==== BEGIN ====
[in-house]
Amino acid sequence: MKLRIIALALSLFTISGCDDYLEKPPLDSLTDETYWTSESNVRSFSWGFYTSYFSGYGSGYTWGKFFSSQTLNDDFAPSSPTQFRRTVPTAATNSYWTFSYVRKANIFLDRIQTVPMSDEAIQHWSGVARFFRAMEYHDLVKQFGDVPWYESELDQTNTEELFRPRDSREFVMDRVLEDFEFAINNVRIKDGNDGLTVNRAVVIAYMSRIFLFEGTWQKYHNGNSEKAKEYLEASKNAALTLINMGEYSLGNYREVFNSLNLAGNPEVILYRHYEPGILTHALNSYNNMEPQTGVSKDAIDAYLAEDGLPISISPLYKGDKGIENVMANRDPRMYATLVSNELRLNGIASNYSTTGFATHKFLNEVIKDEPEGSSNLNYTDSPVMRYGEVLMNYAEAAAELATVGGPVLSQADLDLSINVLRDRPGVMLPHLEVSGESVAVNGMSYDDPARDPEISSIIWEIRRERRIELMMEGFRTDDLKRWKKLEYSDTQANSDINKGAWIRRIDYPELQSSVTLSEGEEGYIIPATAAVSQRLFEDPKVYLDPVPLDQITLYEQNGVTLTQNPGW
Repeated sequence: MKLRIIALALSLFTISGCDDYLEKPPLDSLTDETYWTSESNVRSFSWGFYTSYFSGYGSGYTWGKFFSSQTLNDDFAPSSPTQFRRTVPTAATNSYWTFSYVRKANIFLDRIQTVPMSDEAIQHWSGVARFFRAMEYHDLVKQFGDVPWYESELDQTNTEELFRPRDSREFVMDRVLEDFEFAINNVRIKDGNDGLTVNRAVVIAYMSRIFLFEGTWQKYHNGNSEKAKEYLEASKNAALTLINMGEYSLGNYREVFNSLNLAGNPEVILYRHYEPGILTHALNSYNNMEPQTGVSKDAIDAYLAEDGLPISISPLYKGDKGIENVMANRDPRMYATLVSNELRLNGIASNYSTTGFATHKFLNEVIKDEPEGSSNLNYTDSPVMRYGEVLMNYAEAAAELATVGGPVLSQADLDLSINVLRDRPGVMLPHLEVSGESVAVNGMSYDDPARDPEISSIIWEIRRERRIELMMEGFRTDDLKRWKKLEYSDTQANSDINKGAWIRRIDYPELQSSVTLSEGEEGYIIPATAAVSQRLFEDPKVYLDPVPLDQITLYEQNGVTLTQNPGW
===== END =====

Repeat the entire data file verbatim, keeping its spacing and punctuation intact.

[in-house]
Amino acid sequence: MKLRIIALALSLFTISGCDDYLEKPPLDSLTDETYWTSESNVRSFSWGFYTSYFSGYGSGYTWGKFFSSQTLNDDFAPSSPTQFRRTVPTAATNSYWTFSYVRKANIFLDRIQTVPMSDEAIQHWSGVARFFRAMEYHDLVKQFGDVPWYESELDQTNTEELFRPRDSREFVMDRVLEDFEFAINNVRIKDGNDGLTVNRAVVIAYMSRIFLFEGTWQKYHNGNSEKAKEYLEASKNAALTLINMGEYSLGNYREVFNSLNLAGNPEVILYRHYEPGILTHALNSYNNMEPQTGVSKDAIDAYLAEDGLPISISPLYKGDKGIENVMANRDPRMYATLVSNELRLNGIASNYSTTGFATHKFLNEVIKDEPEGSSNLNYTDSPVMRYGEVLMNYAEAAAELATVGGPVLSQADLDLSINVLRDRPGVMLPHLEVSGESVAVNGMSYDDPARDPEISSIIWEIRRERRIELMMEGFRTDDLKRWKKLEYSDTQANSDINKGAWIRRIDYPELQSSVTLSEGEEGYIIPATAAVSQRLFEDPKVYLDPVPLDQITLYEQNGVTLTQNPGW
Repeated sequence: MKLRIIALALSLFTISGCDDYLEKPPLDSLTDETYWTSESNVRSFSWGFYTSYFSGYGSGYTWGKFFSSQTLNDDFAPSSPTQFRRTVPTAATNSYWTFSYVRKANIFLDRIQTVPMSDEAIQHWSGVARFFRAMEYHDLVKQFGDVPWYESELDQTNTEELFRPRDSREFVMDRVLEDFEFAINNVRIKDGNDGLTVNRAVVIAYMSRIFLFEGTWQKYHNGNSEKAKEYLEASKNAALTLINMGEYSLGNYREVFNSLNLAGNPEVILYRHYEPGILTHALNSYNNMEPQTGVSKDAIDAYLAEDGLPISISPLYKGDKGIENVMANRDPRMYATLVSNELRLNGIASNYSTTGFATHKFLNEVIKDEPEGSSNLNYTDSPVMRYGEVLMNYAEAAAELATVGGPVLSQADLDLSINVLRDRPGVMLPHLEVSGESVAVNGMSYDDPARDPEISSIIWEIRRERRIELMMEGFRTDDLKRWKKLEYSDTQANSDINKGAWIRRIDYPELQSSVTLSEGEEGYIIPATAAVSQRLFEDPKVYLDPVPLDQITLYEQNGVTLTQNPGW